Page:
At the time, I didn’t have padlocks on the gates (I’d only been in the house maybe a couple weeks or so at that point), and I thought the Internet installers had opened the gate and not closed it. It was actually only this year that I realised the hot dry summer weather was the reason the gate opened back then, and again this summer.

My original project was to relocate the latch inside the yard rather than out front of the house. That’s where they always should have been, but whoever installed the gates put them in incorrectly, and there was no timber available to fasten then to on the inside (there is timber, of course, but it’s not in a usable position).

My original idea, suggested to me by tradesperson, was to drill a hole into the upright so the latch could slide into that. However, over time that would open of the hole a bit, possibly weakening it, but definitely allowing it to make noise in a storm. The solution was to put a sort of strike plate onto the timber to protect the hole. I couldn’t find one anywhere.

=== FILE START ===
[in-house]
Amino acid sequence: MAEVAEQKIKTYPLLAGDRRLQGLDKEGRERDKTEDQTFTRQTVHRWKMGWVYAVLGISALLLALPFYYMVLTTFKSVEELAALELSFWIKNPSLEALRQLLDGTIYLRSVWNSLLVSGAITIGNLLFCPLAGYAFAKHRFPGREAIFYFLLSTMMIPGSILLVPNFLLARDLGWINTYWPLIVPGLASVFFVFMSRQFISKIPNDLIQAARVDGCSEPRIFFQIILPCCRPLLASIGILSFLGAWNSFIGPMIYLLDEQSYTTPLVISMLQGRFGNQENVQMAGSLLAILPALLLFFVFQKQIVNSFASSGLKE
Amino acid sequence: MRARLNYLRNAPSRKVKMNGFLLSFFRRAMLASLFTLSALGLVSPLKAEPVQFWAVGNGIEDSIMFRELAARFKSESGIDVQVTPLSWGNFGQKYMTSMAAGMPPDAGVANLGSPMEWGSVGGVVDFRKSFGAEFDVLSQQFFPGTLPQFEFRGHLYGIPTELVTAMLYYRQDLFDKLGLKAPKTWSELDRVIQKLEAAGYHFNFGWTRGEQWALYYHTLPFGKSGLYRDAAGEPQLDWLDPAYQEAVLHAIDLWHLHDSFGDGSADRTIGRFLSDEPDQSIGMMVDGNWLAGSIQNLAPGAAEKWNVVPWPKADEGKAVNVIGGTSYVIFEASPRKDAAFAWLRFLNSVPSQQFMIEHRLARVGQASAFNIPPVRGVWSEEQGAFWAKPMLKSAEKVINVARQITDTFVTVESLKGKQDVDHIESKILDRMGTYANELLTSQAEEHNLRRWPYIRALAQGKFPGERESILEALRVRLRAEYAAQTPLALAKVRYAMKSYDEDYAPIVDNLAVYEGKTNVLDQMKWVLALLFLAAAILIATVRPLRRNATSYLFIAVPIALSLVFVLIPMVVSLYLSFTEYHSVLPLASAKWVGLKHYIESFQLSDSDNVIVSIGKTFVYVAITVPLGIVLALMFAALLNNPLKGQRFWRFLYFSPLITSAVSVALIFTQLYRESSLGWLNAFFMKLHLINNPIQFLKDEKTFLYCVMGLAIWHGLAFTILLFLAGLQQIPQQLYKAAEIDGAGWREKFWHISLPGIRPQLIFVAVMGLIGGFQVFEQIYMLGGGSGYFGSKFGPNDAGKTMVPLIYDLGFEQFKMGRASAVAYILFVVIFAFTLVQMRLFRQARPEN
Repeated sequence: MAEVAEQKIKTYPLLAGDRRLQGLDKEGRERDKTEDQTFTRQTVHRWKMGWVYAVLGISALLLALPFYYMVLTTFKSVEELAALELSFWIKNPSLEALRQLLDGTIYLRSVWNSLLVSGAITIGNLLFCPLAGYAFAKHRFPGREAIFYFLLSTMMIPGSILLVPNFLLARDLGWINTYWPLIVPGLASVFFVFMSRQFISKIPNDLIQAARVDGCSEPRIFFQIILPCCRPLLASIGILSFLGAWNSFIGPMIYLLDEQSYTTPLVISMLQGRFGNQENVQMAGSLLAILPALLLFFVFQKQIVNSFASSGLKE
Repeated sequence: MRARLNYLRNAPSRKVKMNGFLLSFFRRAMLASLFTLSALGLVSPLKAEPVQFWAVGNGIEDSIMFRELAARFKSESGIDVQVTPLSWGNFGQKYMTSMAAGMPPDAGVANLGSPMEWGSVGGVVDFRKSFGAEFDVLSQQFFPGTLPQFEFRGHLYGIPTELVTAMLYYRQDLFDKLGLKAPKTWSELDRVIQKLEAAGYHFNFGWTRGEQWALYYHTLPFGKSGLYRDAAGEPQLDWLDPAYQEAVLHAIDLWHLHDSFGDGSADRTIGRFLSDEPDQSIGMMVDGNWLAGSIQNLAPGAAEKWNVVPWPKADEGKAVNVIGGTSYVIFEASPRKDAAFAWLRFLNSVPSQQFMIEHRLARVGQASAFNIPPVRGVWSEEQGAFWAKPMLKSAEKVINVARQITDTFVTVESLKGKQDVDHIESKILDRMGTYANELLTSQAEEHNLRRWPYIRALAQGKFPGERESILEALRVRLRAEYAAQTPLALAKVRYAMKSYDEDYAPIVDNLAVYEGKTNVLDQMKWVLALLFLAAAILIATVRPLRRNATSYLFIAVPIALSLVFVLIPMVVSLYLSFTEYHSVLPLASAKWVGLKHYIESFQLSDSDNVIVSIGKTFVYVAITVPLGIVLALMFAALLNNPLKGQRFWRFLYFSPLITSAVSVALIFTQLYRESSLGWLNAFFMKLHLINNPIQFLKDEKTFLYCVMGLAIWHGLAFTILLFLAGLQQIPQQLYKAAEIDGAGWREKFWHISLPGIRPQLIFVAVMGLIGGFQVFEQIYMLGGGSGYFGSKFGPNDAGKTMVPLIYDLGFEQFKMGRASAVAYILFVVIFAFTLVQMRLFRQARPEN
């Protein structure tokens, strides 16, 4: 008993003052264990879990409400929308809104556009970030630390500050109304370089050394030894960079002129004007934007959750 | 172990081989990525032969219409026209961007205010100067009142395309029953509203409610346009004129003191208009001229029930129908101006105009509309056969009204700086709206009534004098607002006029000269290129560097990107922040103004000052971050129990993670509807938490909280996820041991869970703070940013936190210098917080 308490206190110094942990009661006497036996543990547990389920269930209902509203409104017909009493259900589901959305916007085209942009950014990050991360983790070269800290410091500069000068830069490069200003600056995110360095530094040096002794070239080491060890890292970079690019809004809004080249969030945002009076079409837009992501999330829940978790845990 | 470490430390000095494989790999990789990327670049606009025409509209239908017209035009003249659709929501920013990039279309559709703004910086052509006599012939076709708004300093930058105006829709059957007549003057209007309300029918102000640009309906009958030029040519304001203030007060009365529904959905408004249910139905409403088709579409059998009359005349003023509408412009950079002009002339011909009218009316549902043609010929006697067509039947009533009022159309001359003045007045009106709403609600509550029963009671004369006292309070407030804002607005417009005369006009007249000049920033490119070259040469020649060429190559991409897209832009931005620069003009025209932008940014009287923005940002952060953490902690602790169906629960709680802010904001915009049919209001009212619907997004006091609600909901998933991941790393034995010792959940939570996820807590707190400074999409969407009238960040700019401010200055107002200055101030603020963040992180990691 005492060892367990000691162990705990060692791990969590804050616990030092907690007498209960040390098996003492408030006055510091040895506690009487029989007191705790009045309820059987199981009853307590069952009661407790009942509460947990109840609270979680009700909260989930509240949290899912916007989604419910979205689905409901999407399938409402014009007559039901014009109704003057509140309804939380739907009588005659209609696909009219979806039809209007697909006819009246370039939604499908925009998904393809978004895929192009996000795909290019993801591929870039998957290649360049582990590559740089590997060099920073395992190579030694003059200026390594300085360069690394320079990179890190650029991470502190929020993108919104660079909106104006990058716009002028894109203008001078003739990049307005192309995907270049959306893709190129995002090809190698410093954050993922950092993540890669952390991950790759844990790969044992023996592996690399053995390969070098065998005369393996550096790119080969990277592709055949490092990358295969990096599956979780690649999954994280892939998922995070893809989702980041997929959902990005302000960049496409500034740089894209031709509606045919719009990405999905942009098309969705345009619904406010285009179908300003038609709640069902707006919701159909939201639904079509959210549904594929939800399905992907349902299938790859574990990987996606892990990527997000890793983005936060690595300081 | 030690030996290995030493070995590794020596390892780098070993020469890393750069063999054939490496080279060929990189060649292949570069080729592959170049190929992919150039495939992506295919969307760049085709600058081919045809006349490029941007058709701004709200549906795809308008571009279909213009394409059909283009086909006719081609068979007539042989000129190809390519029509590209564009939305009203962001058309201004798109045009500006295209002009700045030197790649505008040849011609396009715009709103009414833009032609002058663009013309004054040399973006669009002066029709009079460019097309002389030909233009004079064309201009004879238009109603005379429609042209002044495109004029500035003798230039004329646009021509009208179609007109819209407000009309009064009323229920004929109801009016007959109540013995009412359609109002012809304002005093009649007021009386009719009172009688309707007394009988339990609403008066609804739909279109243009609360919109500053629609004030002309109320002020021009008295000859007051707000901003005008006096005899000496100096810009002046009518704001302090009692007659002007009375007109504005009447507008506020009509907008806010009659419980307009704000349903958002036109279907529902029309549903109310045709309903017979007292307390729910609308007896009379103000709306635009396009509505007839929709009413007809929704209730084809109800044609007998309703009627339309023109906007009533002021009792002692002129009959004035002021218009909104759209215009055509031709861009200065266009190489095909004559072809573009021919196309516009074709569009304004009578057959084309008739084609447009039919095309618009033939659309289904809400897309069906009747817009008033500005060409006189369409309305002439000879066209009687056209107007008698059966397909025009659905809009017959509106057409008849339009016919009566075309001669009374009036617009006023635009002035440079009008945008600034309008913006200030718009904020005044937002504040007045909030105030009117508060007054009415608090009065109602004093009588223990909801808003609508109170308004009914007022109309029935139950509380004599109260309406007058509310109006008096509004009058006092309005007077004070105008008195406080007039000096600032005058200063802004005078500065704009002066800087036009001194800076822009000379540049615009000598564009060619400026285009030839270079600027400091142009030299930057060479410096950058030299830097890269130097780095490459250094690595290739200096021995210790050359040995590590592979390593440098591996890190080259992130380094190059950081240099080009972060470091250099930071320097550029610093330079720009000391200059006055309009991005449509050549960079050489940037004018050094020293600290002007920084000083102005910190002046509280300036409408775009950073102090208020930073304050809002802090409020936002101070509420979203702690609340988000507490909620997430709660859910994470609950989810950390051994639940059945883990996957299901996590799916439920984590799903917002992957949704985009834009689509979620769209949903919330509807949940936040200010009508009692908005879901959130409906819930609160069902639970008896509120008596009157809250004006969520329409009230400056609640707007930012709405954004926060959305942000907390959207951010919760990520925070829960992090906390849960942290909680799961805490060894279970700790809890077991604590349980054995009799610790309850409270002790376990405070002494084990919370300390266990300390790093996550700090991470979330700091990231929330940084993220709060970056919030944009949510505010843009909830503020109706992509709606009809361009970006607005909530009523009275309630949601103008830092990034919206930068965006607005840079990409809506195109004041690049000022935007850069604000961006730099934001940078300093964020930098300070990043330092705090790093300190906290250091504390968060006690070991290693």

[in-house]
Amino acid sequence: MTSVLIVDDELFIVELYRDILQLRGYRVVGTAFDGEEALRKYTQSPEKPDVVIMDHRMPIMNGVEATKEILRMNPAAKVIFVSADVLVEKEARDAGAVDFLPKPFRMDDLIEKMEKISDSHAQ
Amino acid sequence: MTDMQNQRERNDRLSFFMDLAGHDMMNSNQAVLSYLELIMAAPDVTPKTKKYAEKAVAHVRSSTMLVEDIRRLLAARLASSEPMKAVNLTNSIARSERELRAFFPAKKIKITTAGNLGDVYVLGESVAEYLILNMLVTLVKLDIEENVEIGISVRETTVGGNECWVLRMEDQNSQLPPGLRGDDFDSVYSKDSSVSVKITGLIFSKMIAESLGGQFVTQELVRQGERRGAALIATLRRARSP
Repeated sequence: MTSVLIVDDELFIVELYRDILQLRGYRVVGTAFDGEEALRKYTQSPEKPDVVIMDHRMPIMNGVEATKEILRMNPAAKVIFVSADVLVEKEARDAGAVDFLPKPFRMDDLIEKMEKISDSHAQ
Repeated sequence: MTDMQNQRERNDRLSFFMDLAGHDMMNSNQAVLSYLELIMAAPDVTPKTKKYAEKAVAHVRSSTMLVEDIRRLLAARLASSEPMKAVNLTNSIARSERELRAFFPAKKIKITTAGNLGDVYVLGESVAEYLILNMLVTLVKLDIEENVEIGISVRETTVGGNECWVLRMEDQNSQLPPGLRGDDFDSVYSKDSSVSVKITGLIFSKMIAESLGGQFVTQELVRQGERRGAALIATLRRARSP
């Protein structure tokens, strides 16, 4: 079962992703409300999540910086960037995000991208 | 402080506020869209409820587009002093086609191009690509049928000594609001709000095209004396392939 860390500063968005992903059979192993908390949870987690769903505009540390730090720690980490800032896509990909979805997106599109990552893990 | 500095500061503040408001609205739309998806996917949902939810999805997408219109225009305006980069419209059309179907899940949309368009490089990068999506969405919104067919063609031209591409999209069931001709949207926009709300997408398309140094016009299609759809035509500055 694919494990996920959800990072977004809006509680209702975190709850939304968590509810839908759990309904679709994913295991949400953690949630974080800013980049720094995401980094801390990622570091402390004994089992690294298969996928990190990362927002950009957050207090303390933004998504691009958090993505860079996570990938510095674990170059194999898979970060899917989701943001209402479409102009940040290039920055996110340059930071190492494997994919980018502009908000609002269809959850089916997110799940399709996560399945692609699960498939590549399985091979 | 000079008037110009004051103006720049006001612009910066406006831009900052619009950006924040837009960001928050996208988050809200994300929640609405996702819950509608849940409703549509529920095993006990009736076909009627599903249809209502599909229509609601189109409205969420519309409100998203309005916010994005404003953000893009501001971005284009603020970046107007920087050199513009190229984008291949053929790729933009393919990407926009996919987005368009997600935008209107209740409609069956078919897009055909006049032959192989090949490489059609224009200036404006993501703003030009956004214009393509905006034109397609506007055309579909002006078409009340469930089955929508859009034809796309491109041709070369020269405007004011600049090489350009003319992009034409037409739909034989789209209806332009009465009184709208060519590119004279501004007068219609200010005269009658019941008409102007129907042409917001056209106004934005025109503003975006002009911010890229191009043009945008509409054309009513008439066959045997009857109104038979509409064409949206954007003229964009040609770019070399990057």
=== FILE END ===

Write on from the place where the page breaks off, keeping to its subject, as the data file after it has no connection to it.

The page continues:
New plan: Find an alternative.

I was originally going to get bigger latches and put them on the inside of the fence, but that had the same problem: No way to configure it to hold the gate closed. I found a different sort of lock latch, typically used to padlock a chest or box. It had a hinge in the middle, and that meant it could bend to the unusual way I needed one to. The photo below shows it installed, which I also did last week.

I got the padlock latches sometime last year (before lockdown, I think), but didn’t install them in part because I still thought there might be a better solution. Last week changed my mind: The gate had opened up several times.

Between the start of all this and now, I also unpacked some of the boxes in the garage, and I found a couple larger sliding gate latches that Nigel had bought for—well, I don’t know what or when it was. I realised I could use them on the gates to replace the ones there, so I did: The bottom photo in the image above shows the original short, dodgy latch replaced with the new, stronger, longer one. I did that with the gate on the other side of the house, too.